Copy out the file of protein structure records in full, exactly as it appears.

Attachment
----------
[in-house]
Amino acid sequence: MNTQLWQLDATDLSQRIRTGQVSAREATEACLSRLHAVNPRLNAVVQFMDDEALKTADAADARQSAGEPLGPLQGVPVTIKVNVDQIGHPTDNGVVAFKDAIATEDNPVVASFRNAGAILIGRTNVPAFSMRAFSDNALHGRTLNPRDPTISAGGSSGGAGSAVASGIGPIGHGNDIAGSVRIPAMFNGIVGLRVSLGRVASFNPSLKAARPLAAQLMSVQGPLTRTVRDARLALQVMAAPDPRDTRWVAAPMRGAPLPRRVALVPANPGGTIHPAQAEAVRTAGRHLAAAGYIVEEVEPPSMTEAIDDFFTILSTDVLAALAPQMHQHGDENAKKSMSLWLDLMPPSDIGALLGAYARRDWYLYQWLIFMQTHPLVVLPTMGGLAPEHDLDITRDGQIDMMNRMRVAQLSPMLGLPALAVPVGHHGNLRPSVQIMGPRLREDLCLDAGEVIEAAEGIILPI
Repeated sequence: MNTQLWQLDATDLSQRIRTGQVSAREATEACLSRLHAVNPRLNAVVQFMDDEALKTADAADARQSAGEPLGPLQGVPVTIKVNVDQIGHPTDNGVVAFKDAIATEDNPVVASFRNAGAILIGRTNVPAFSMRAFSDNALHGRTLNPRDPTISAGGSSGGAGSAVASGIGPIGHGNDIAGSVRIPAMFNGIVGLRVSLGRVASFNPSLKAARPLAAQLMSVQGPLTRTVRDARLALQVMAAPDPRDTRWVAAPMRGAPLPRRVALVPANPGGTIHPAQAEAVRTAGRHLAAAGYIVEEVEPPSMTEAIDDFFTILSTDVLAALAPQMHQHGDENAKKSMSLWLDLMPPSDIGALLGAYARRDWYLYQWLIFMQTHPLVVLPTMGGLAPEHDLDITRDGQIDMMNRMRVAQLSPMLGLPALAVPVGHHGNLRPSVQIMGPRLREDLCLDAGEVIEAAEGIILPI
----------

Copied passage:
[in-house]
Amino acid sequence: MNTQLWQLDATDLSQRIRTGQVSAREATEACLSRLHAVNPRLNAVVQFMDDEALKTADAADARQSAGEPLGPLQGVPVTIKVNVDQIGHPTDNGVVAFKDAIATEDNPVVASFRNAGAILIGRTNVPAFSMRAFSDNALHGRTLNPRDPTISAGGSSGGAGSAVASGIGPIGHGNDIAGSVRIPAMFNGIVGLRVSLGRVASFNPSLKAARPLAAQLMSVQGPLTRTVRDARLALQVMAAPDPRDTRWVAAPMRGAPLPRRVALVPANPGGTIHPAQAEAVRTAGRHLAAAGYIVEEVEPPSMTEAIDDFFTILSTDVLAALAPQMHQHGDENAKKSMSLWLDLMPPSDIGALLGAYARRDWYLYQWLIFMQTHPLVVLPTMGGLAPEHDLDITRDGQIDMMNRMRVAQLSPMLGLPALAVPVGHHGNLRPSVQIMGPRLREDLCLDAGEVIEAAEGIILPI
Repeated sequence: MNTQLWQLDATDLSQRIRTGQVSAREATEACLSRLHAVNPRLNAVVQFMDDEALKTADAADARQSAGEPLGPLQGVPVTIKVNVDQIGHPTDNGVVAFKDAIATEDNPVVASFRNAGAILIGRTNVPAFSMRAFSDNALHGRTLNPRDPTISAGGSSGGAGSAVASGIGPIGHGNDIAGSVRIPAMFNGIVGLRVSLGRVASFNPSLKAARPLAAQLMSVQGPLTRTVRDARLALQVMAAPDPRDTRWVAAPMRGAPLPRRVALVPANPGGTIHPAQAEAVRTAGRHLAAAGYIVEEVEPPSMTEAIDDFFTILSTDVLAALAPQMHQHGDENAKKSMSLWLDLMPPSDIGALLGAYARRDWYLYQWLIFMQTHPLVVLPTMGGLAPEHDLDITRDGQIDMMNRMRVAQLSPMLGLPALAVPVGHHGNLRPSVQIMGPRLREDLCLDAGEVIEAAEGIILPI